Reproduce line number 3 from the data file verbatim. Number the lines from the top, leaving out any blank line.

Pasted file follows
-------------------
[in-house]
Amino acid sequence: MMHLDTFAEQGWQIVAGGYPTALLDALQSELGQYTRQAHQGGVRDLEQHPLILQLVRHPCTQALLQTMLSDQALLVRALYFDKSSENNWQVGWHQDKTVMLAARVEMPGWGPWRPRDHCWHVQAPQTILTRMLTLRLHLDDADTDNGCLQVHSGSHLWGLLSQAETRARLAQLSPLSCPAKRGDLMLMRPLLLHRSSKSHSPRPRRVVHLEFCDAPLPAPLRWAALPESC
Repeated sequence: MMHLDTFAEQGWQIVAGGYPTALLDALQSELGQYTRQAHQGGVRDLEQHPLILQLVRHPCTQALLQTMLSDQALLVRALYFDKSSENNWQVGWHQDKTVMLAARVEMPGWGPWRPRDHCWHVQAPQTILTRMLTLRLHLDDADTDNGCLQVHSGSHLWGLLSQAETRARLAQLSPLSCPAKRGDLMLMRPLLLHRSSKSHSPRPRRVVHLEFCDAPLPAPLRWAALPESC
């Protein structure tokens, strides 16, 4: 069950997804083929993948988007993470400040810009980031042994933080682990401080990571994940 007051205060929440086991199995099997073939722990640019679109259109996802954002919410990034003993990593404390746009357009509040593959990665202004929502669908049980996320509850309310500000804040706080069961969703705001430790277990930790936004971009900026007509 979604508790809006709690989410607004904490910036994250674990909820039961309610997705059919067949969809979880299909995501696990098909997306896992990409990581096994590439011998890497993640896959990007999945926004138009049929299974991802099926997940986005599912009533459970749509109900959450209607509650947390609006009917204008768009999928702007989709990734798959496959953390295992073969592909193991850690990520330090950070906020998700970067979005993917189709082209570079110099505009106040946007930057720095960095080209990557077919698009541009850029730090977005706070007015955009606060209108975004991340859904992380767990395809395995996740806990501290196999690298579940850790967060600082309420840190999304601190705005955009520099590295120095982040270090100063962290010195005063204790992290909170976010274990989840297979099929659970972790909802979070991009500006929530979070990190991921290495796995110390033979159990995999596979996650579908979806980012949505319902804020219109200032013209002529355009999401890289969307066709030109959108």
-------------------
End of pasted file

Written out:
Repeated sequence: MMHLDTFAEQGWQIVAGGYPTALLDALQSELGQYTRQAHQGGVRDLEQHPLILQLVRHPCTQALLQTMLSDQALLVRALYFDKSSENNWQVGWHQDKTVMLAARVEMPGWGPWRPRDHCWHVQAPQTILTRMLTLRLHLDDADTDNGCLQVHSGSHLWGLLSQAETRARLAQLSPLSCPAKRGDLMLMRPLLLHRSSKSHSPRPRRVVHLEFCDAPLPAPLRWAALPESC